Cape Coral's voter-reconfigured city council voiced commitment this week to restarting the municipality's politically charged utility expansion project.
The opinions expressed during a workshop on the subject Wednesday should come as no surprise. While running, the newly elected members of the eight-person board supported restarting the project halted two years ago after it became an election-year quagmire.
Council has since dithered with the issue through countless unproductive meetings. The only "solution" proffered - and thankfully rejected - has been to somehow rename the impact fee portion of the bill so as to re-assess "infill" lot owners who already had paid their share of infrastructure costs.
The question now is the same one that has gone unanswered since the project was stopped in its tracks - not whether to go forward, but how, when, and at what cost.
Council certainly has a tough task ahead.
Another look at the unfinished portion of the project south of Pine Island Road - SW 6/7 - is a good stepping-off point.
Material costs will be much more competitive than they were at the height of the construction boom. Labor costs will be cheaper.
Developing a palatable payment plan for affected property owners will, of course, be the harder challenge.
So will coming up with an appropriate plan and timetable for the less populated neighborhoods to the north.
There are few easy solutions here as the city found when it:
- Looked at and then backed away from a panic plan to install water only as a way to stave off utility rate increases.
Staff has since conceded such a plan would be an operational nightmare. It seems pipes in little developed neighborhoods in the north Cape would need to be "flushed" regularly, adding significantly to operational costs.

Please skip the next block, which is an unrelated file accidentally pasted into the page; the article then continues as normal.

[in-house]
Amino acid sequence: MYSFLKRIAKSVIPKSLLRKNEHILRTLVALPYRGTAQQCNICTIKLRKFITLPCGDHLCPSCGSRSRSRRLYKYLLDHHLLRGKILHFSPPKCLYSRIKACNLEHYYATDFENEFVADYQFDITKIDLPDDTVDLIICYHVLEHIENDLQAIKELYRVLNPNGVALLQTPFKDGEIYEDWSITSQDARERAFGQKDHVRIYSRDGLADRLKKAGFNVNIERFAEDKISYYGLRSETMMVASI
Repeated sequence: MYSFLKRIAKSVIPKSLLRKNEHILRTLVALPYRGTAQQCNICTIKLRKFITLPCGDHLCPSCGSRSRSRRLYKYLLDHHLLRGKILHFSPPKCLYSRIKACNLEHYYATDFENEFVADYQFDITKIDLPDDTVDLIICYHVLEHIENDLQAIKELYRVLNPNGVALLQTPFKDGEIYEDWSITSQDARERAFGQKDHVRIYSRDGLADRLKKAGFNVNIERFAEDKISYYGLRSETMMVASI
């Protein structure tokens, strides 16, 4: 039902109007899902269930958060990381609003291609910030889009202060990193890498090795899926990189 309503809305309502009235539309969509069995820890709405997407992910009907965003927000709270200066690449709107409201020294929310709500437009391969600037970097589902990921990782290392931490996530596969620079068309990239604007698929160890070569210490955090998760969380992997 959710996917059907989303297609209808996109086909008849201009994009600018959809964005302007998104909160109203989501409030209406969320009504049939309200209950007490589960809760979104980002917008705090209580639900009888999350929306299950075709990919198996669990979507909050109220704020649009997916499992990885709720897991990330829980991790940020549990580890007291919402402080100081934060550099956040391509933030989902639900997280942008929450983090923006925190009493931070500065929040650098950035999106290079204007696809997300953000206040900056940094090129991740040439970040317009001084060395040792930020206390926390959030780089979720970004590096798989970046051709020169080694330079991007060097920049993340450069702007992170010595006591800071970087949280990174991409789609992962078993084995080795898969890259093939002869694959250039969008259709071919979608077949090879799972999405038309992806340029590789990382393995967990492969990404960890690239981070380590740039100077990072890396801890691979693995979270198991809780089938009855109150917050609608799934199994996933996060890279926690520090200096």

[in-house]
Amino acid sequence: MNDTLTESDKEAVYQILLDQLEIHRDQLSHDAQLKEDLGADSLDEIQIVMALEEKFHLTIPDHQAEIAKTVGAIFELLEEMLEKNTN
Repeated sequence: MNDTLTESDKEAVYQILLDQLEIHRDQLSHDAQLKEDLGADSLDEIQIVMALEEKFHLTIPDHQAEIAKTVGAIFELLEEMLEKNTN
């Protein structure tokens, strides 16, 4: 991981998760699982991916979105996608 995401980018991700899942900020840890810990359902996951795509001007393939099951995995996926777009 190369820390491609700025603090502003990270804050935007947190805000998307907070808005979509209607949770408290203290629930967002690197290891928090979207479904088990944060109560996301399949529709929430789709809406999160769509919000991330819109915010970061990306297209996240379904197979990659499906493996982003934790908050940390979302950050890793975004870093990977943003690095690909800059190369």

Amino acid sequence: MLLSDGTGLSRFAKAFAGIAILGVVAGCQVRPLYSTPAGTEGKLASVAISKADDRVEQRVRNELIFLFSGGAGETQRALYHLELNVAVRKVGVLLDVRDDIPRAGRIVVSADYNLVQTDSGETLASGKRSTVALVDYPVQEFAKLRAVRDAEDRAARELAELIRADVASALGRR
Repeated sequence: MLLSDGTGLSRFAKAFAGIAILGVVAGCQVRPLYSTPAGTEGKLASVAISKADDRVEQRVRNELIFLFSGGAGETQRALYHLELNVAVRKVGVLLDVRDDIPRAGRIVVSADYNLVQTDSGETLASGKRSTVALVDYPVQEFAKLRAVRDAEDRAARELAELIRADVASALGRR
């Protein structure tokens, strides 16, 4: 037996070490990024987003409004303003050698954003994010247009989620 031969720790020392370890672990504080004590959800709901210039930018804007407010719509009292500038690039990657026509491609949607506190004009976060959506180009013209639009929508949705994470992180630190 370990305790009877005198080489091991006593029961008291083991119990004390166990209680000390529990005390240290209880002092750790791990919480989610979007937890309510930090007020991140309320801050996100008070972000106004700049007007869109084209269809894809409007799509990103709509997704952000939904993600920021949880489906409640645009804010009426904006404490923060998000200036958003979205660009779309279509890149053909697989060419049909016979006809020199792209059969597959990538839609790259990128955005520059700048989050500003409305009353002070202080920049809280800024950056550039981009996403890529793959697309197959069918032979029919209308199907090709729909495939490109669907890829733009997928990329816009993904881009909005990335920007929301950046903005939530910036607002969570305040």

Although a "water-only" plan would have helped pay for the new water plant commissioned and built during the boom, it also would have forced affected property owners into separate, and so more costly, assessments for water and sewer.
Meanwhile, water-only ignored the environmental gorilla lurking in every bathroom - there was no companion plan or timetable to bring septic systems on line.
- Considered and discarded an earlier version of the legally questionable plan to impose an impact fee on undeveloped properties. The proposal would have implemented the assessment not only in neighborhoods where utilities were available, but on undeveloped lots where there were no pipes in the ground - and no plan or timetable to put them there.
Given the project's bumpy history, we suggest a couple of things as council begins to move forward.
One, prioritize the development of a cost/payment component that makes financial sense.
This is key.
The city simply cannot foster another run of foreclosures, cannot afford to have people walk away from vacant properties. Either of these things would not only further depress values, but compromise tax revenues.
Two, carefully address the two components that drive those costs to the individual property owners: Assessment methodology and how the city goes about its installation of the required infrastructure.
The former requires tweaking; the latter may as well.
Certainly an assessment plan that calls for six figure -yes, six figure - levies for rural residential and for churches built on a scant handful of acres is hard to defend as equitable.
That's why these properties once were assessed differently.
These property owners asked the city to review a change in methodology some say was inadvertently made.
They've yet to get that look.
Put it on the list.
And while we agree it's wonderful to get new roads with every mile of pipe, that installation method adds substantially to the cost borne by property owners.
As many have pointed out, it's also a primary reason the Cape's assessments are so much higher than touted comparables.
Maybe including road work with the expansion is still the best and most cost-effective plan for the city long term.
If so, it's not unreasonable to provide some assurance to those asked to bear the cost.
What all this means is that council's very welcome position that it's time to move forward should not be construed as a gun-the-gas green light -it's more a yellow light of caution.
There still is much work to be done.
We are confident this new council is ready to take on the task, and we applaud their willingness to do so.
- Breeze editorial